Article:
The Origin of 10,000 Steps

The 10,000 steps per day challenge – championed by the NHS, 10,000 Steps Australia, and Steptember – has its origins in a 1960’s marketing campaign in Japan.

In the run-up to the 1964 Tokyo Olympics, a company came up with a device which they started marketing to the health-conscious.

It was called a Manpo-Kei, which literally means 10,000 steps meter – in Japanese:

  • ‘Man’ means 10,000;
  • ‘Po’ means steps; and
  • ‘Kei’ means meter.

The device was an early pedometer, which was adopted by Japanese walking clubs, and manufactured by the Yamasa Tokei Keiki Corporation (Tudor-Locke et al., 2008). Although the pedometer was first invented in Europe, Yamasa began manufacture and sale of Manpokei in 1965.

Dr Yoshiro Hatano, a young academic at Kyushu University of Health and Welfare, studied the typical steps per day of various lifestyles and established that 10,000 steps translated to approximately 300 kcal (or 300 METs – The metabolic equivalent of task is the objective measure of the ratio of the rate at which a person expends energy, relative to the mass of that person, while performing some specific physical activity) for an average middle-aged Japanese man.

Apparently, Dr Hatano was worried that the Japanese were busy importing a slothful American lifestyle, as well as a love of watching baseball, and wanted to help them get more active.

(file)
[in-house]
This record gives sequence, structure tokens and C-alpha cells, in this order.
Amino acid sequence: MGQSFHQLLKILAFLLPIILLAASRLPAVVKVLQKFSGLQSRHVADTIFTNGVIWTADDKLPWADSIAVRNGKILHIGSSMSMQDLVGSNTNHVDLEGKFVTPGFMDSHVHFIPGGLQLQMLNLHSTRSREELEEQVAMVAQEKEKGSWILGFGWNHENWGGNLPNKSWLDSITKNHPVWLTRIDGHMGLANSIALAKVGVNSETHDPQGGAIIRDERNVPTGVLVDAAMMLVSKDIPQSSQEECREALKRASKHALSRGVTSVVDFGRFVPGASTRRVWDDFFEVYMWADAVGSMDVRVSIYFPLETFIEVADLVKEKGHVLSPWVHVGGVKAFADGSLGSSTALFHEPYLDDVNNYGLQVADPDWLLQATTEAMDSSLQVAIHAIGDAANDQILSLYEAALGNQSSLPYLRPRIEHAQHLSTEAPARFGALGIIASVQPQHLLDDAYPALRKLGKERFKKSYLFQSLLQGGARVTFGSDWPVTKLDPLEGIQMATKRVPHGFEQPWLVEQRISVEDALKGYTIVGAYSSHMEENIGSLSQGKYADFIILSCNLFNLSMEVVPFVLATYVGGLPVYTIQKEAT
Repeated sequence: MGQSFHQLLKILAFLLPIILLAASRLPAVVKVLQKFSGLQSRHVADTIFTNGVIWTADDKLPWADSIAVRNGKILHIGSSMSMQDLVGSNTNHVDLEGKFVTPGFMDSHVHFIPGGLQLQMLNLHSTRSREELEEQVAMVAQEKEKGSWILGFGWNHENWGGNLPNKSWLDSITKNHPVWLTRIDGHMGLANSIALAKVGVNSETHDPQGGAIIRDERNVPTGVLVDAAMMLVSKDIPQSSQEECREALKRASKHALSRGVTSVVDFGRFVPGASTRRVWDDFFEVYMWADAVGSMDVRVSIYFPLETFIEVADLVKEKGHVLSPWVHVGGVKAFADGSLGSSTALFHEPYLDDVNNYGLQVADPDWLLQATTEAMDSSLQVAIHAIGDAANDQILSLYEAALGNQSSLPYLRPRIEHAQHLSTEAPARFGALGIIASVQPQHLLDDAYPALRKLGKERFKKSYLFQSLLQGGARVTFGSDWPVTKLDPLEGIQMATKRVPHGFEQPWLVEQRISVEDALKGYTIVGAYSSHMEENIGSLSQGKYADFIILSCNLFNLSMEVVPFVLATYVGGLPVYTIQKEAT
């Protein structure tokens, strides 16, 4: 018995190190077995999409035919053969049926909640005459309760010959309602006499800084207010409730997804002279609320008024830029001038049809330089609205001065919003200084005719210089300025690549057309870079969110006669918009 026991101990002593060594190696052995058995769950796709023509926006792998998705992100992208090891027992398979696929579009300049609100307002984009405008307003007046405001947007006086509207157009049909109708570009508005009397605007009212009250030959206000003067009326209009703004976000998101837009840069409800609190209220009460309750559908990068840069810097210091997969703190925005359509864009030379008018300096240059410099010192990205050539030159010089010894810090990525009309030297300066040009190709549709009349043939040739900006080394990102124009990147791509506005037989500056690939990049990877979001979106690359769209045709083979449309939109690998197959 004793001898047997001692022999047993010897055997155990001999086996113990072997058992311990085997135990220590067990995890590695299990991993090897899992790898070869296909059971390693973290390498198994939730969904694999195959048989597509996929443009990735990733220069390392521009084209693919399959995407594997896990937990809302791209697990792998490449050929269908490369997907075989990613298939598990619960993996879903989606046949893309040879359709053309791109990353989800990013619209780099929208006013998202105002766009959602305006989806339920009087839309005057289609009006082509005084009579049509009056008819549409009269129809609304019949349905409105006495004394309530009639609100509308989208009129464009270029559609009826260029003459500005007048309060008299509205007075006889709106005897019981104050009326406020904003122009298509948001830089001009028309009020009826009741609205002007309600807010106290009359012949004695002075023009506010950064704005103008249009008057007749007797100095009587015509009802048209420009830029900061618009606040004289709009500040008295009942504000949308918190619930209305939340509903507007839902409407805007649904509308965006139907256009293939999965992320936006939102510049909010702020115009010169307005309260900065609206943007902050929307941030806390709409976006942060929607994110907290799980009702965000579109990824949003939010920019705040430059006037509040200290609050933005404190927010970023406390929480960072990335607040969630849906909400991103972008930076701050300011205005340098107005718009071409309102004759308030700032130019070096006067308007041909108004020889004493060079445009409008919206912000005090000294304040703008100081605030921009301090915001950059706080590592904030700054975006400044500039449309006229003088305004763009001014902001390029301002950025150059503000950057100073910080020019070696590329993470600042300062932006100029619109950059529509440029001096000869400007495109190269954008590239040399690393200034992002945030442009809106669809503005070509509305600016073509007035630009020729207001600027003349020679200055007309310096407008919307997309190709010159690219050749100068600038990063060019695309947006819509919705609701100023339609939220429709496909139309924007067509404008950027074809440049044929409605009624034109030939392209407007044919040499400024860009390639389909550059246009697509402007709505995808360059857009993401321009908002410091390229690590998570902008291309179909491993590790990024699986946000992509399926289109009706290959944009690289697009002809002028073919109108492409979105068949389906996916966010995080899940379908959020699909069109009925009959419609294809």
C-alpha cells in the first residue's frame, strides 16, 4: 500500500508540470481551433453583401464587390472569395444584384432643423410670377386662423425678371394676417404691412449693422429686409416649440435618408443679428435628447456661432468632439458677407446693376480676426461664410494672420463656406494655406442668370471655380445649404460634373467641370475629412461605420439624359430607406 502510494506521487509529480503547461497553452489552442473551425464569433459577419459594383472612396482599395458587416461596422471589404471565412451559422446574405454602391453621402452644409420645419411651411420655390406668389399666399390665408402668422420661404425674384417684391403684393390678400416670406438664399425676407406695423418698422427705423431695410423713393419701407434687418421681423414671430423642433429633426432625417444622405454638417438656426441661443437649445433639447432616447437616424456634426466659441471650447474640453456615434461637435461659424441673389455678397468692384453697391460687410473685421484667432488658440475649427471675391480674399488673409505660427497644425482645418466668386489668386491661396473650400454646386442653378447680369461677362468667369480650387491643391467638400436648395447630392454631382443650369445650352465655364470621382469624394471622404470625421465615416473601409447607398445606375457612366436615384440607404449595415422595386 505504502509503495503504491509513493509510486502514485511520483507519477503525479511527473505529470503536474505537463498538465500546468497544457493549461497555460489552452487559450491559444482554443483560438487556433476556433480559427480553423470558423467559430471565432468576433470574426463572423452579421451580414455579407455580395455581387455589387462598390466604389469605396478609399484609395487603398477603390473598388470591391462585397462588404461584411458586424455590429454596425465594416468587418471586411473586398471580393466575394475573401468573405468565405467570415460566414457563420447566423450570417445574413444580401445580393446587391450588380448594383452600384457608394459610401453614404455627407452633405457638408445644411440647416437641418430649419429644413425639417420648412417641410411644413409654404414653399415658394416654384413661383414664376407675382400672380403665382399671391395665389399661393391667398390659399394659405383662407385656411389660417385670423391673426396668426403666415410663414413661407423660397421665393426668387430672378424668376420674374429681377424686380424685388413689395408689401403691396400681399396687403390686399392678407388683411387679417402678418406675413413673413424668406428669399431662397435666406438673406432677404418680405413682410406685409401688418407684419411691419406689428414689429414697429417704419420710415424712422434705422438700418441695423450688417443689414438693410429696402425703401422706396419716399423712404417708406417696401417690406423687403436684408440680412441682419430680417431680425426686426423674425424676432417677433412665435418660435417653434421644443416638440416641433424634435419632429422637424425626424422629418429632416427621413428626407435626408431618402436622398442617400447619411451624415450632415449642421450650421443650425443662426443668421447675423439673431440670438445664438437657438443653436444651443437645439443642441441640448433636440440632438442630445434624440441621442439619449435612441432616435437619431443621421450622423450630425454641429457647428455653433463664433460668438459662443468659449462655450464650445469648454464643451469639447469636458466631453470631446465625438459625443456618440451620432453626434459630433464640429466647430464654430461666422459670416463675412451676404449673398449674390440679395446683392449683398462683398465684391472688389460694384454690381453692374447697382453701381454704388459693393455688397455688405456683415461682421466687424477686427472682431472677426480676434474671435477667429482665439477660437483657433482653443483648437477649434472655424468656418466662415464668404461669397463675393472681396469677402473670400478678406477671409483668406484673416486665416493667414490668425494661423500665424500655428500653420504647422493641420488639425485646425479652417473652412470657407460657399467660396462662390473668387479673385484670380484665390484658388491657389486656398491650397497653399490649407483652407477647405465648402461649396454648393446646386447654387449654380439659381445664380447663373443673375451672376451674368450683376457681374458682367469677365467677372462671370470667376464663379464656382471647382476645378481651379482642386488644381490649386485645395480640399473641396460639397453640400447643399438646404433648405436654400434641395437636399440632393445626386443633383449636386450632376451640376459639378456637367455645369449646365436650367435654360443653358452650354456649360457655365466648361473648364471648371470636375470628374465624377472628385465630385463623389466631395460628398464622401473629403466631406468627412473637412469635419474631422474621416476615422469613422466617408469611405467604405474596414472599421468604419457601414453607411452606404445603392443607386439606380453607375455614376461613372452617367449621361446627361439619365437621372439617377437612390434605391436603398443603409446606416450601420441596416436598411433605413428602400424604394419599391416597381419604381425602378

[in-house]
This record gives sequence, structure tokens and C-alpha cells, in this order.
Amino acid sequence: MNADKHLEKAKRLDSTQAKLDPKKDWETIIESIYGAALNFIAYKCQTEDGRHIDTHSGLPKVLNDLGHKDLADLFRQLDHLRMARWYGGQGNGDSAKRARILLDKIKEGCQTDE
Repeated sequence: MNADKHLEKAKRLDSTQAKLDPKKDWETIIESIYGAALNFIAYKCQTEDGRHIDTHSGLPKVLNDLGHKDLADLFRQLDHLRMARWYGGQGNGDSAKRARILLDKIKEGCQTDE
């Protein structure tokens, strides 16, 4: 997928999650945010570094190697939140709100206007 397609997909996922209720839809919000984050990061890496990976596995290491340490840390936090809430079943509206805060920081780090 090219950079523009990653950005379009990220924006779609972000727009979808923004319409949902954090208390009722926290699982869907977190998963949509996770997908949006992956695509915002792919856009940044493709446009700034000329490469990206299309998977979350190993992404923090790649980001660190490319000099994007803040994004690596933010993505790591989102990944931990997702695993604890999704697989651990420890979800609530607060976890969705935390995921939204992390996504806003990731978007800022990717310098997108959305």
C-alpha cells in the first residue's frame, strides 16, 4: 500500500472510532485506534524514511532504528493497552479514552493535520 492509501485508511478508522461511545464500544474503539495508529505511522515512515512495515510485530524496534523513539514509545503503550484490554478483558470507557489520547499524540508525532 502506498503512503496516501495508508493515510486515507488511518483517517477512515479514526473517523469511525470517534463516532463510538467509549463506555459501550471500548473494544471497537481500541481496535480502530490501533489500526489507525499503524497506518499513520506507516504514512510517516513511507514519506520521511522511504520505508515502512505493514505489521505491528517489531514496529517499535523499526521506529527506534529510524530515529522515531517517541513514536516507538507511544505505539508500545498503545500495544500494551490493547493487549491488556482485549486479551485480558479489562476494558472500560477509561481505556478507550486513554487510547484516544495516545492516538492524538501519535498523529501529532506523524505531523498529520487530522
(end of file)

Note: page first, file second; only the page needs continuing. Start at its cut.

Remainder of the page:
Dr Hatano reckoned that if he could persuade his fellow Japanese to increase their daily steps from 4,000 to around 10,000 then they would burn off approximately 500 extra calories a day and remain slim.

It was this research that Yamasa seized on for its marketing campaign.

That, they say, was how the ‘10,000 steps a day’ regime was born.

However, a study of Scottish postal workers, published in 2017, suggests that walking 15,000 steps or more a day provides the greatest health benefits (Tigbe et al., 2017).

That said the Active 10 programme, which is based on three, 10 minute brisk walks per day, may be more beneficial and easier to complete (Mosley, 2018).

Workers who sit for most of each day tend to have much larger waistlines, higher body mass indexes (BMI’s), and worse blood sugar control and cholesterol profiles than those who frequently stand and move (Reynolds, 2017).

References

Mosley, M. (2018) Michael Mosley: ‘Forget Walking 10,000 Steps a Day’. Available from World Wide Web: https://www.bbc.co.uk/news/health-42864061. [Accessed: 08 September, 2019].

Reynolds, G. (2017) Should 15,000 Steps a Day Be Our New Exercise Target? Available from World Wide Web: https://www.nytimes.com/2017/03/22/well/move/should-15000-steps-a-day-be-our-new-exercise-target.html. [Accessed: 08 September, 2019].

Tigbe, W.W., Granat, M.H., Sattar, N. & Lean, M.E.J. (2017) Time Spent in Sedentary Posture is Associated with Waist Circumference and Cardiovascular Risk. International Journal of Obesity (London). 41(5), pp.689-696. doi: 10.1038/ijo.2017.30. Epub 2017 Jan 31.

Tudor-Locke, C., Hatano, Y., Pangrazi, R.P. & Kang, M. (2008) Revisiting “How Many Steps Are Enough?” Medicine and Science in Sport and Exercise. DOI: 10.1249/MSS.0b013e31817c7133.

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